US President Donald Trump stated that Boris Johnson’s Brexit deal means that the UK ‘can’t make a trade deal’ with America, which caused Number 10 to refute this claim immediately. Trump made those comments to LBC host and Brexit Party leader Nigel Farage, arguing that certain aspects of the deal mean Britain and the US cannot increase their trade.
Whilst Trump remains the UK’s best hope for achieving a US-UK trade deal and it is crucial for any British Prime Minister to retain his support as this country prepares to leave the EU, when it comes to Brexit it is counter-productive for any US leader to interfere in this process.
When Obama stated in 2016 that the UK would be ‘at the back of the queue’ for a trade deal if it voted to leave the EU that year, the then Mayor of London, Boris, criticised the former President for making comments biased against the British due to his ‘ancestral dislike of the British Empire.’ Farage also attacked Obama for his pro-EU remarks but has failed to do the same when the Trump administration criticises the current Withdrawal Agreement. This means the Brexit Party leader is vulnerable to being accused of exercising double standards.
Meanwhile, Boris has behaved consistently by disagreeing with both Obama’s and Trump’s opinions on Brexit. His approach is different to David Cameron’s who has since been exposed by former White House staffer Ben Rhodes for asking Obama to aid him during the 2016 EU Referendum. However, Boris is not afraid to disagree with this country’s closest ally.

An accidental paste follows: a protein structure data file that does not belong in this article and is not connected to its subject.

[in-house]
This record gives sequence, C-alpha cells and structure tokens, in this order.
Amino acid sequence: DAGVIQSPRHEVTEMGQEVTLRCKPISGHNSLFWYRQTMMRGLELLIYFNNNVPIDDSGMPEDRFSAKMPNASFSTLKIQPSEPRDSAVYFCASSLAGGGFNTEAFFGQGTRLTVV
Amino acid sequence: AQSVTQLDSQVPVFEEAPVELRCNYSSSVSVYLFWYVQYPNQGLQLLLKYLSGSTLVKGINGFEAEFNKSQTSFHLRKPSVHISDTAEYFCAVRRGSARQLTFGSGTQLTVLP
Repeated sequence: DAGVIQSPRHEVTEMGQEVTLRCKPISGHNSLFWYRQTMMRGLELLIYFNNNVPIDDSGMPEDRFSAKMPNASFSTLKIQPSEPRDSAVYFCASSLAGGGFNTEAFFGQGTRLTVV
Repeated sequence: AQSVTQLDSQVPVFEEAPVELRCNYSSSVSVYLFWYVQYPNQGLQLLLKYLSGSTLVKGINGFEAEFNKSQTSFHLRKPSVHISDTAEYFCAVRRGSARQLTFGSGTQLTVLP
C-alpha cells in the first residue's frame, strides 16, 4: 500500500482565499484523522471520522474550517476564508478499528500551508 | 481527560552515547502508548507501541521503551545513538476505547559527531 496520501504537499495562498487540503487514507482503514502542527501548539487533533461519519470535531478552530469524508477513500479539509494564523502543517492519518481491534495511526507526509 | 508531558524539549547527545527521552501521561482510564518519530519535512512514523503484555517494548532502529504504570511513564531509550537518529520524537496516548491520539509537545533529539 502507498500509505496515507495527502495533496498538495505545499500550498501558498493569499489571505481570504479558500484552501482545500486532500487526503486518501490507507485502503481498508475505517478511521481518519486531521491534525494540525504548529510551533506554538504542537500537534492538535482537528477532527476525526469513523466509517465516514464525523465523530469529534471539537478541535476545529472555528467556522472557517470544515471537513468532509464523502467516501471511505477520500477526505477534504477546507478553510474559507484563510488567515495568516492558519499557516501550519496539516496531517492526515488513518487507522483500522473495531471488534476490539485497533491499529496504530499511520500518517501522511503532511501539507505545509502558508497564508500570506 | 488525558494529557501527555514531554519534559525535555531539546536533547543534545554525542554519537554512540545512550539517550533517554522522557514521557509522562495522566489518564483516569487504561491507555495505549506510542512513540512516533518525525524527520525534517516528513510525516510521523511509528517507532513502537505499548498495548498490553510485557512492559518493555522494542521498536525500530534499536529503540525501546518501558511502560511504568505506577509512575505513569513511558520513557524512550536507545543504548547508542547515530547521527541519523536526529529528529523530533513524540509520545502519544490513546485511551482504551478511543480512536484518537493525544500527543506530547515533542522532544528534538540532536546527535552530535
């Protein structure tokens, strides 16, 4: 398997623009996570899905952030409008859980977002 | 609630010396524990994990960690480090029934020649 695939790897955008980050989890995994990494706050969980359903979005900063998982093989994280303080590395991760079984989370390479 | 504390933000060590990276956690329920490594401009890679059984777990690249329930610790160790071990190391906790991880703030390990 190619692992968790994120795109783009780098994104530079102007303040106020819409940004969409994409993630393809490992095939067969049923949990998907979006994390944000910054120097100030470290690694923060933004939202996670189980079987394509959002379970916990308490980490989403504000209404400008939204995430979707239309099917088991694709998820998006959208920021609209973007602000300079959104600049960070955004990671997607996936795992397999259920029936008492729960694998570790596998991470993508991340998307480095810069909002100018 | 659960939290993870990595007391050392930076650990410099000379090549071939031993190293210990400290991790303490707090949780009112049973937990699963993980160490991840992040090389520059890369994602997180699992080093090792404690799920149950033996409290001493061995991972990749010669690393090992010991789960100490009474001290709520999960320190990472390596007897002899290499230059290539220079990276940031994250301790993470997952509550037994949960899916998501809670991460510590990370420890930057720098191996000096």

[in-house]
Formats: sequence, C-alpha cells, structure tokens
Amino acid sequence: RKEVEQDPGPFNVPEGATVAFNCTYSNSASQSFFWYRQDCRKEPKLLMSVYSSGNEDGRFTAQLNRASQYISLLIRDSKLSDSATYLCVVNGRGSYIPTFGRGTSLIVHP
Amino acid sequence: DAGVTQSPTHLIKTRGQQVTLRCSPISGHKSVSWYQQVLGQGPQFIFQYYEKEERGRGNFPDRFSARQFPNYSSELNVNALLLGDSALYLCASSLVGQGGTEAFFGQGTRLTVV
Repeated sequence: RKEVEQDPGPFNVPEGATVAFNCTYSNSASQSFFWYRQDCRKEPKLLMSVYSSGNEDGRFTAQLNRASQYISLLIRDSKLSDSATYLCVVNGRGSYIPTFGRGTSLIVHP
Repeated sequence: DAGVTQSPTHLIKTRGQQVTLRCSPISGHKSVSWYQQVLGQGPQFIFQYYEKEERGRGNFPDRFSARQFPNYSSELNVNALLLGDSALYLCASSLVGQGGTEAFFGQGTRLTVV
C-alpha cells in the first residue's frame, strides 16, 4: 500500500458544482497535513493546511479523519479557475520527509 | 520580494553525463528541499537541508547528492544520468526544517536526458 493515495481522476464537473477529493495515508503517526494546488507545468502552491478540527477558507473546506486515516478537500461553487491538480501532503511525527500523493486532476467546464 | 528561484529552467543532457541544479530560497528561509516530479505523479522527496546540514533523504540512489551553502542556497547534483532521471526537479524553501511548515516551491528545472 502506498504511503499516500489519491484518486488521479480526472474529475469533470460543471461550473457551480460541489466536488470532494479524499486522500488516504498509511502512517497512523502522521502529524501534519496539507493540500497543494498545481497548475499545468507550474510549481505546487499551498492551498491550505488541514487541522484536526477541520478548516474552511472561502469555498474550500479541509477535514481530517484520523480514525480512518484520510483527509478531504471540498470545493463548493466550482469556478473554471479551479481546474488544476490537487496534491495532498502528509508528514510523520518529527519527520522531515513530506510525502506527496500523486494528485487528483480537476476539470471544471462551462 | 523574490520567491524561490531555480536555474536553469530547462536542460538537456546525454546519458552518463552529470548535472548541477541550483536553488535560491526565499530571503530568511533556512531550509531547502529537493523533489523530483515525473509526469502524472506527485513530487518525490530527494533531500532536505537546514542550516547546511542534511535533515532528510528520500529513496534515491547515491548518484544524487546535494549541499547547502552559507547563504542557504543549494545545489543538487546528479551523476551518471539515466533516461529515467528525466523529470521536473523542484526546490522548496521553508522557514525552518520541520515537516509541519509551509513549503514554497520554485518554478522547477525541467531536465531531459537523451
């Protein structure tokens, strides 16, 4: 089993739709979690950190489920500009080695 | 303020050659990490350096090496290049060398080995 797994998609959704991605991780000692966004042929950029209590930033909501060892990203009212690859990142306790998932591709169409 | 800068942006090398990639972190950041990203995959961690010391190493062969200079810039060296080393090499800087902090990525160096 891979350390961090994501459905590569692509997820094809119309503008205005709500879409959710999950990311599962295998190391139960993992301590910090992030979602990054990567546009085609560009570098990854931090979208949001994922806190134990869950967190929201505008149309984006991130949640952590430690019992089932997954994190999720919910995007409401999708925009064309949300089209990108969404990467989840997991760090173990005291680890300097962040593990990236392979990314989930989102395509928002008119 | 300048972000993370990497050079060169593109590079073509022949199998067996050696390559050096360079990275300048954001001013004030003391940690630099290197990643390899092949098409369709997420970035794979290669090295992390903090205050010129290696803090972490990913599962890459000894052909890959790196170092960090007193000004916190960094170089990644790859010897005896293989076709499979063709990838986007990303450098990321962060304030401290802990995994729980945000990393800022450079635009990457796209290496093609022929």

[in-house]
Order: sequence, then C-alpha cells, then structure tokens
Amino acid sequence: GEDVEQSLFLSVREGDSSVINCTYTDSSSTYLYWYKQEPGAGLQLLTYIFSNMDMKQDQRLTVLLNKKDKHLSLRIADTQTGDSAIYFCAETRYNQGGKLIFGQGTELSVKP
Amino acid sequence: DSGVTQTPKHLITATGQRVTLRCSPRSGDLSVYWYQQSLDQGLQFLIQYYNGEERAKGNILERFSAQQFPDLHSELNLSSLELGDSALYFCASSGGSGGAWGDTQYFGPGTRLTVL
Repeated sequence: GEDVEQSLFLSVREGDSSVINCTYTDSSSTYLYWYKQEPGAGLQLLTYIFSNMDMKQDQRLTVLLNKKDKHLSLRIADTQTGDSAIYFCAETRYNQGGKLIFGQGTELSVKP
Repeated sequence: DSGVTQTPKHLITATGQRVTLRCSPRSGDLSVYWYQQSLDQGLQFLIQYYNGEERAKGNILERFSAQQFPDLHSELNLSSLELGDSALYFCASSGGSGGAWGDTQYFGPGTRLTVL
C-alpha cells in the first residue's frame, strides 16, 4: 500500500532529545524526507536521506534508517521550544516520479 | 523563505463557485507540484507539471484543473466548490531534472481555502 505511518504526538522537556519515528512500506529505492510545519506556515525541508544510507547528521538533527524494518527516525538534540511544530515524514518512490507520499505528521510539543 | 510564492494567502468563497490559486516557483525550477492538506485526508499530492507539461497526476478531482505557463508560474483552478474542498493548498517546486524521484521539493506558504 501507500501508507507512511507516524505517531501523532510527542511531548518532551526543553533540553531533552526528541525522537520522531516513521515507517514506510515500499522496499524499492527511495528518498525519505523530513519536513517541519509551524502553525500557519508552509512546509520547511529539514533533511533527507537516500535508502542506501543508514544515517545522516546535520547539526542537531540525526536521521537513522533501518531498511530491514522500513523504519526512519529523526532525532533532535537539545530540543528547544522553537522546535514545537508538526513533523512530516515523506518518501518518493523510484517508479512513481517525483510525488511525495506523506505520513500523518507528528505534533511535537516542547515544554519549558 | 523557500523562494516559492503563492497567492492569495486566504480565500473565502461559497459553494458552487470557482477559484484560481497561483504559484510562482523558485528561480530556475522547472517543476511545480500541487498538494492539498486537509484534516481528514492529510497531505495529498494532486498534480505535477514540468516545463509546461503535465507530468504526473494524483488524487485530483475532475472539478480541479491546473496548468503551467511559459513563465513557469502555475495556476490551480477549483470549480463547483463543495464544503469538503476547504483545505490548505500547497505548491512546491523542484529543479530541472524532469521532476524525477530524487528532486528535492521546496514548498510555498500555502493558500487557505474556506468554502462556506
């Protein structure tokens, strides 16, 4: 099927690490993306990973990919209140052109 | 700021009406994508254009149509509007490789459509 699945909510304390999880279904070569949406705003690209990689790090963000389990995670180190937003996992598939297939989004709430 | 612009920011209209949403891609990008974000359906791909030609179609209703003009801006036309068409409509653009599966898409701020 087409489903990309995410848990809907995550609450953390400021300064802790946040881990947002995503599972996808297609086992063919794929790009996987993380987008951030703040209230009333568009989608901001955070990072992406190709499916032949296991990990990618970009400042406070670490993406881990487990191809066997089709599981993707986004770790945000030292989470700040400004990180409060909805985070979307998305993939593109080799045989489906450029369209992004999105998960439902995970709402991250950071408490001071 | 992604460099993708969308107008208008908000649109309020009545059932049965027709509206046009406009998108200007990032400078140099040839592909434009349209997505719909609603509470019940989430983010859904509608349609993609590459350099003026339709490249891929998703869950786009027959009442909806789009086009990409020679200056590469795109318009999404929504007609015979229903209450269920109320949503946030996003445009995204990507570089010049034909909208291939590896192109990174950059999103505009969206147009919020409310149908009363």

Like with Obama’s remarks, Trump’s have the potential to backfire on him. Although no polling data has yet revealed how voters feel about the current US President’s opinion on Brexit, in 2016 data compiled by the ICM found that Obama’s intervention increased Vote Leave’s support by two points. A survey conducted by the ORB put the Leave campaign ahead by five points after the former President’s joint press conference with Cameron in 2016. Therefore, the US President’s intervention may help the Prime Minister as he tries to secure support for his own deal. This is why it is wrong for any US leader to interfere in any British election, particularly when it comes to quitting the EU.
Contrary to what Trump believes about Boris’s deal, it does ensure that the UK can sign its own trade deals in the long-term, which this country will be able to do from 1st January 2021. If the Conservatives win a majority on 12th December and the Third Reading of the Withdrawal Agreement Bill is approved, there will be a transition period throughout 2020 which means that once next year has ended, the US and the UK can both sign a free trade deal.
If the Republicans lose next year’s presidential election, it will be interesting to see if the Democrats would support a US-UK trade deal, but considering House of Representatives Speaker Nancy Pelosi said she would only block a trade agreement if it jeopardises the 1998 Good Friday Agreement, there is no reason why they should not support one. This is because Boris’s deal keeps the Irish border open, something which the Irish Government and Pelosi have both been anxious to avoid.
Unfortunately, Northern Ireland will have to remain in the EU’s regulatory orbit for goods to ensure frictionless trade continues post-Brexit, but the backstop has been replaced with a Northern Ireland Protocol. This Protocol means Northern Ireland remains in the UK’s customs territory whilst benefitting from trade deals the British Government negotiates once the transition period ends. Also, Stormont can vote to quit the Protocol any time it wants.
Trump was wrong to intervene in the debate over Boris’s deal for two reasons: firstly, it does deliver Brexit in the long-term and he should have learnt from his predecessor that the British never appreciate a US President telling them what to do.